Ippolito Caffi, from the Veneto region, can be considered one of the most important landscape painters of the nineteenth century with a contemporary flavour.
Defined “the last heir of Canaletto” thanks to his perspective skills, Caffi actually bettered and diverged from the Canaletto tradition, enriching it with an accentuated understanding of atmospheric data and a refined study of the effects of light, to the point of leading the genre of landscape painting towards contemporaneity. Annalisa Scarpa defines this as an “emotional light” which Caffi translated into paint and it is this that makes his paintings so poetic, fascinating, and appealing.
He often tackled unusual subjects and the work presented here is an example of this. The balloon flight was one of the most exciting experiences that Caffi ever had, an experience which catapulted him into contact with the sky and its hyperbolic immensity, an emotion which would be translated into paint. His palette, habitually rich in definitions, here turns into a delicate continuous shade of pink and orange where the sunset is muddled and lost in the softness of the horizon in which the gaze also loses itself.
This poetic painting on cardboard, never published, can be added to the three already known versions of the balloon flight which Caffi took on April 5, 1847; one kept in the collections of the Galleria Comunale d’Arte Moderna dei Musei Civici di Treviso, (with the same subject - with a view near the lake of Albano), one at the Galleria Internazionale d'arte Moderna of Ca’ Pesaro in Venice, and the third in a private collection depicting a view of the Balloon Ascending from the Campo of Siena.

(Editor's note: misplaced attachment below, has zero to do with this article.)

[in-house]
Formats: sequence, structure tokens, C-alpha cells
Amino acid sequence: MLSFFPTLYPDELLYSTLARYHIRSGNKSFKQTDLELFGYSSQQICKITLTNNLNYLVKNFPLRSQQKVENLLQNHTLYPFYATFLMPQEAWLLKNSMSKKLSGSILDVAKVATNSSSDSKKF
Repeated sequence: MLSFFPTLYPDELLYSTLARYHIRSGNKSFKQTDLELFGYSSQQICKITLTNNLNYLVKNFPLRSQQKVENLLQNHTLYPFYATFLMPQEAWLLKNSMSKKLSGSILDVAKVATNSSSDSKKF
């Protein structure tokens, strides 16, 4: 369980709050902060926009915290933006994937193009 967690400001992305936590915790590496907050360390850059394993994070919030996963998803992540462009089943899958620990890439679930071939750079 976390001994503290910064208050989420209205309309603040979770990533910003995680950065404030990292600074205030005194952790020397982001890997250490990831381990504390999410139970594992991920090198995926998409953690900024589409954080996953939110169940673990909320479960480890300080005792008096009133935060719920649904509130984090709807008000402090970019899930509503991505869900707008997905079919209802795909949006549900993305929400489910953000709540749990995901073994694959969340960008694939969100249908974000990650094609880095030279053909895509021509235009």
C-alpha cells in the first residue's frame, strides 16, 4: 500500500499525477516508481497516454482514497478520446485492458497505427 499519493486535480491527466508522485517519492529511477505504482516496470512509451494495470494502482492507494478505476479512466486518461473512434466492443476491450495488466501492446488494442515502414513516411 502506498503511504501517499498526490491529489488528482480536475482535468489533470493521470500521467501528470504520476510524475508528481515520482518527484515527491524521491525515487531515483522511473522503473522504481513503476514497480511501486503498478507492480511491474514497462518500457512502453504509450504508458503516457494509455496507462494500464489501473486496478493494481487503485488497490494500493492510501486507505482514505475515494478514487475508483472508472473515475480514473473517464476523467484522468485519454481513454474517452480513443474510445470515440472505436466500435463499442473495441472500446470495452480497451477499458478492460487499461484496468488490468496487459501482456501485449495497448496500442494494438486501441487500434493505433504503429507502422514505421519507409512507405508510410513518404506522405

It is known that the French aeronaut François Arban, who piloted the hot air balloon, wanted a picture from the artist in exchange for the panoramic tour.
"We know of the flight that it left late, around six in the afternoon, that it lasted an hour and a half, that it reached three thousand meters in height and that the thermometer reached five degrees below zero".
The enthusiastic artist, in order to board the vehicle which would allow him to look at the most beautiful views of Rome from above, began an argument with another aspiring passenger. Caffi related the exciting adventure in a long letter to a friend of his, which “Il Vaglio” (an anthology of periodical literature from Venice) published in full on June 12 of the same year. “The burning solar disc still appeared on the horizon and produced a spectacle of extraordinary beauty with its scorching face, while before our eyes the earth seemed no more than a darkly opaque stain and I would say almost imperceptibly mottled with many colours and especially in the violet range.” The artist's words perfectly describe this almost childlike emotion which he was able to translate into paint with such delicate poetry.
Caffi. Luci del Mediterraneo, curated by Annalisa Scarpa, Belluno, Palazzo Crepadona, October 1, 2005 – January 22, 2006; Rome, Museo di Roma – Palazzo Braschi, February 15 – May 2, 2006,cat. n. 89, pp. 184, 283
Ippolito Caffi. Tra Venezia e l’Oriente 1809-1866, curated by Annalisa Scarpa, Venezia, Museo Correr, May 28 – November 20, 2016, n. 41, pp. 108, 109
 Annalisa Scarpa, in Caffi. Luci del Mediterraneo, p. 284